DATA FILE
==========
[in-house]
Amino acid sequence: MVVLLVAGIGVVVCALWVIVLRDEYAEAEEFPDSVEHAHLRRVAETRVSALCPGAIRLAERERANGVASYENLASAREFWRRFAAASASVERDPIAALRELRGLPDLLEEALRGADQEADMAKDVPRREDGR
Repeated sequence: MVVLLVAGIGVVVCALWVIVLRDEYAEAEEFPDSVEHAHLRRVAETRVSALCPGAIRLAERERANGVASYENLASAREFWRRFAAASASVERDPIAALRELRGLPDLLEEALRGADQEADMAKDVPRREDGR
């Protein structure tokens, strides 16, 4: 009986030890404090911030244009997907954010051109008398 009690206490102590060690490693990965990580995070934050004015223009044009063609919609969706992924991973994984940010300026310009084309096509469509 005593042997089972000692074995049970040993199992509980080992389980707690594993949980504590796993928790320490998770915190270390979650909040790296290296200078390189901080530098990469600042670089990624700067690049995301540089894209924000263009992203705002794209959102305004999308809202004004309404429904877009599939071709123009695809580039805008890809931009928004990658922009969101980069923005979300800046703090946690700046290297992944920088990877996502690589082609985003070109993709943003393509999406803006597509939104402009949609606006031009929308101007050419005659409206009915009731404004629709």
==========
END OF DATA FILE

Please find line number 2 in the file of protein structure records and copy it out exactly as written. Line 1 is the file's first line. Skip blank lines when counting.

Amino acid sequence: MVVLLVAGIGVVVCALWVIVLRDEYAEAEEFPDSVEHAHLRRVAETRVSALCPGAIRLAERERANGVASYENLASAREFWRRFAAASASVERDPIAALRELRGLPDLLEEALRGADQEADMAKDVPRREDGR